We hear much about ‘race’ and ‘racism’ in public discourse but the terms are frequently used without clear definitions or practical examples of how these phenomena actually work.
Racisms introduces practical methods which enable students to think coherently and sociologically about this complex feature of the global landscape.
Steve Garner argues that there is no single monolithic object of analysis but rather a plural set of ideas and practices that result in the introduction of ‘race’ into social relations. This differs over time and from one place to another.
Focusing on the basics, Racisms:
Defines ‘race’, ‘racism’, ‘institutional racism’ and ‘racialization’; Provides examples of how these function in fields like the natural sciences and asylum; Clearly sets out theoretical arguments around collective identities (‘race’, class, gender, nation, religion); Uses empirical case studies, including some drawn from the author's own fieldwork; Points students and other readers toward sources of further web and text based information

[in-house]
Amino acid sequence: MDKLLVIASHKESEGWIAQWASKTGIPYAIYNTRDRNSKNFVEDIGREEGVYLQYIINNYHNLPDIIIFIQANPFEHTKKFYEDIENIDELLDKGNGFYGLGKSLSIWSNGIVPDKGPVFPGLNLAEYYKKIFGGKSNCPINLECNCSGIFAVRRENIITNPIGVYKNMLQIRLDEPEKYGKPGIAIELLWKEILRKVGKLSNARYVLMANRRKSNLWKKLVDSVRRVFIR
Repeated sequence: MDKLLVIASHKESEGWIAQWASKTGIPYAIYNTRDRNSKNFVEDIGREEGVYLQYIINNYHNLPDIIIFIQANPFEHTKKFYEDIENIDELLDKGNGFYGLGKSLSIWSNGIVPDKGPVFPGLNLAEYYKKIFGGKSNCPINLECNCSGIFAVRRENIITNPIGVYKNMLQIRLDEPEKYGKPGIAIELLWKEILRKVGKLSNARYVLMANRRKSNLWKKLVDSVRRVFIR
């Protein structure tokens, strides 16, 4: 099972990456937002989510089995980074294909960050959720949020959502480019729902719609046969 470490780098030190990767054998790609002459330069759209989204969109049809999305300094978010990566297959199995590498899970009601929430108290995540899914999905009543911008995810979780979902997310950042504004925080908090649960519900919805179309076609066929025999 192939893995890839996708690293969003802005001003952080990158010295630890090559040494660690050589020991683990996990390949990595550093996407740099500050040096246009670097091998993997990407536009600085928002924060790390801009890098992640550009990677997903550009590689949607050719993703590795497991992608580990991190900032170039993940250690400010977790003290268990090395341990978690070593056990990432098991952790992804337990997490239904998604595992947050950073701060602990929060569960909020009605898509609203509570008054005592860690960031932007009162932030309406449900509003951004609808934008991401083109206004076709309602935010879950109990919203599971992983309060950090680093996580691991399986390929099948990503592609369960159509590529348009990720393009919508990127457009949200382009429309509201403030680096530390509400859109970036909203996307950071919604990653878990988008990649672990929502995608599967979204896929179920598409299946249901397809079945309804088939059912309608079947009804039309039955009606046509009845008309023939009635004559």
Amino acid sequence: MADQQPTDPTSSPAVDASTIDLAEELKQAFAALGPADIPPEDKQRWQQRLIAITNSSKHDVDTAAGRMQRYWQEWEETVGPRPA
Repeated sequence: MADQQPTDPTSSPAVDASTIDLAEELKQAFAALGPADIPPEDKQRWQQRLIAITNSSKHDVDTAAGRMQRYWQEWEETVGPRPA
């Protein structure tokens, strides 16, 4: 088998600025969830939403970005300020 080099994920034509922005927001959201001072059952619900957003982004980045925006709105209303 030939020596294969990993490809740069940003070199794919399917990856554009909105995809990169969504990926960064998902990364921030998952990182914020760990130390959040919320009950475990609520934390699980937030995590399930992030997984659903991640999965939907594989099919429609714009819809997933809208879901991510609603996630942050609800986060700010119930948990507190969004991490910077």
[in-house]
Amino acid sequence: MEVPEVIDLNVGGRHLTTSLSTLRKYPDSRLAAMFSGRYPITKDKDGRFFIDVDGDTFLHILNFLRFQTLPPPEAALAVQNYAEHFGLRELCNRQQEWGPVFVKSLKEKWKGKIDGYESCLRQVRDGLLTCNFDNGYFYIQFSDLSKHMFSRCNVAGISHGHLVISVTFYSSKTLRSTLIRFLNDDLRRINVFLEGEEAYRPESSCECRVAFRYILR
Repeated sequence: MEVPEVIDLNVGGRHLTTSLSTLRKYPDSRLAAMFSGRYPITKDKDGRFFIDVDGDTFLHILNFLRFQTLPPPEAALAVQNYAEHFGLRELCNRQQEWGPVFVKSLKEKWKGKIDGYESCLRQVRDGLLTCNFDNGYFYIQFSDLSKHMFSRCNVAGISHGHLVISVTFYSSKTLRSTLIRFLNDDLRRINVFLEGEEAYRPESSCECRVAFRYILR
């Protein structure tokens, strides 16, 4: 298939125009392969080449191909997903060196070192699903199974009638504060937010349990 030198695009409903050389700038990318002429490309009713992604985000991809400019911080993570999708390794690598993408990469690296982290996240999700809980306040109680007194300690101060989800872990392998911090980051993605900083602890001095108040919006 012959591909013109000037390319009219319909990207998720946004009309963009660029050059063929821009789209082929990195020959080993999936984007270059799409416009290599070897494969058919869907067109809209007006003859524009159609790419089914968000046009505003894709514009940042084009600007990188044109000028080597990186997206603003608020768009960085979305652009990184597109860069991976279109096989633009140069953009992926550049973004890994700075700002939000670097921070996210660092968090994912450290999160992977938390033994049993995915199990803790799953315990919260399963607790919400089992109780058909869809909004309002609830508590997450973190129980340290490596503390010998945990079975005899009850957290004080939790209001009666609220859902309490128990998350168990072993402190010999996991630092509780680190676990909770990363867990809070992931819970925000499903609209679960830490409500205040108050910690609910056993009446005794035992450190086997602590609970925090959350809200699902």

Engaging and accessible this book provides a sign-posted route into key elements of contemporary debates.
Racisms is an ideal introduction for undergraduates studying ‘race’ and ethnicity, social divisions, stratification, and social work.
Chapter 10: The Racialisation of Asylum
The Racialisation of Asylum
In the chapters on racism, ‘race’ and racialisation, I suggested some ways to understand these processes and power relationships so that it became clearer how much the social and biological elements could either be separated or linked through the notion of culture. In other words, attributing insurmountable cultural difference to two sets of bodies can be just as much about ‘race’ as looking merely at the physical externality. In current discourse about difference, threat in the West is now voiced around innate characteristics and cultural deficiencies more than around physical difference (Chapter 9). Or, the other way round, two groups who are nominally racialised as ‘white’, for example, can construct the differences between them as being properties of ...